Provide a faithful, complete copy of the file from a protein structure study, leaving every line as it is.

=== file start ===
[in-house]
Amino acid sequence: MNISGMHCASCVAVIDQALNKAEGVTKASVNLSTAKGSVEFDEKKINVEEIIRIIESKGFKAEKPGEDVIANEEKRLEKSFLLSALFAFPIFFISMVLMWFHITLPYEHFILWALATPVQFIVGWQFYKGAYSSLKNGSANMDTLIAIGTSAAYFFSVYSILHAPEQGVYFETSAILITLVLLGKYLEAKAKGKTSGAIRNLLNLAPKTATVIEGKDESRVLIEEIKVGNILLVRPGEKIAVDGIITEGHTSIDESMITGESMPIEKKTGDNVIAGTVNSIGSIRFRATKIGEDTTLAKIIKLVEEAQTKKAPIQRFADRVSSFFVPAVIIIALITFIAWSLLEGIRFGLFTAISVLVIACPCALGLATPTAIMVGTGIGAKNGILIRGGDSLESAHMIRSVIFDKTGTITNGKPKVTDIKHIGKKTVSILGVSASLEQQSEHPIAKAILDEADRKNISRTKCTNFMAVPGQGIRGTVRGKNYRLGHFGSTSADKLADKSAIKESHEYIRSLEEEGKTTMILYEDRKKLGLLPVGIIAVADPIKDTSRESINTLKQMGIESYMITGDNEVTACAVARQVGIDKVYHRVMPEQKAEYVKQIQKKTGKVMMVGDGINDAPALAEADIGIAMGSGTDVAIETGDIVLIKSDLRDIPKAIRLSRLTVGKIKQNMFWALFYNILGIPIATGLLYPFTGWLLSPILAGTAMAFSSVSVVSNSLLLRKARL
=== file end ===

[in-house]
Amino acid sequence: MNISGMHCASCVAVIDQALNKAEGVTKASVNLSTAKGSVEFDEKKINVEEIIRIIESKGFKAEKPGEDVIANEEKRLEKSFLLSALFAFPIFFISMVLMWFHITLPYEHFILWALATPVQFIVGWQFYKGAYSSLKNGSANMDTLIAIGTSAAYFFSVYSILHAPEQGVYFETSAILITLVLLGKYLEAKAKGKTSGAIRNLLNLAPKTATVIEGKDESRVLIEEIKVGNILLVRPGEKIAVDGIITEGHTSIDESMITGESMPIEKKTGDNVIAGTVNSIGSIRFRATKIGEDTTLAKIIKLVEEAQTKKAPIQRFADRVSSFFVPAVIIIALITFIAWSLLEGIRFGLFTAISVLVIACPCALGLATPTAIMVGTGIGAKNGILIRGGDSLESAHMIRSVIFDKTGTITNGKPKVTDIKHIGKKTVSILGVSASLEQQSEHPIAKAILDEADRKNISRTKCTNFMAVPGQGIRGTVRGKNYRLGHFGSTSADKLADKSAIKESHEYIRSLEEEGKTTMILYEDRKKLGLLPVGIIAVADPIKDTSRESINTLKQMGIESYMITGDNEVTACAVARQVGIDKVYHRVMPEQKAEYVKQIQKKTGKVMMVGDGINDAPALAEADIGIAMGSGTDVAIETGDIVLIKSDLRDIPKAIRLSRLTVGKIKQNMFWALFYNILGIPIATGLLYPFTGWLLSPILAGTAMAFSSVSVVSNSLLLRKARL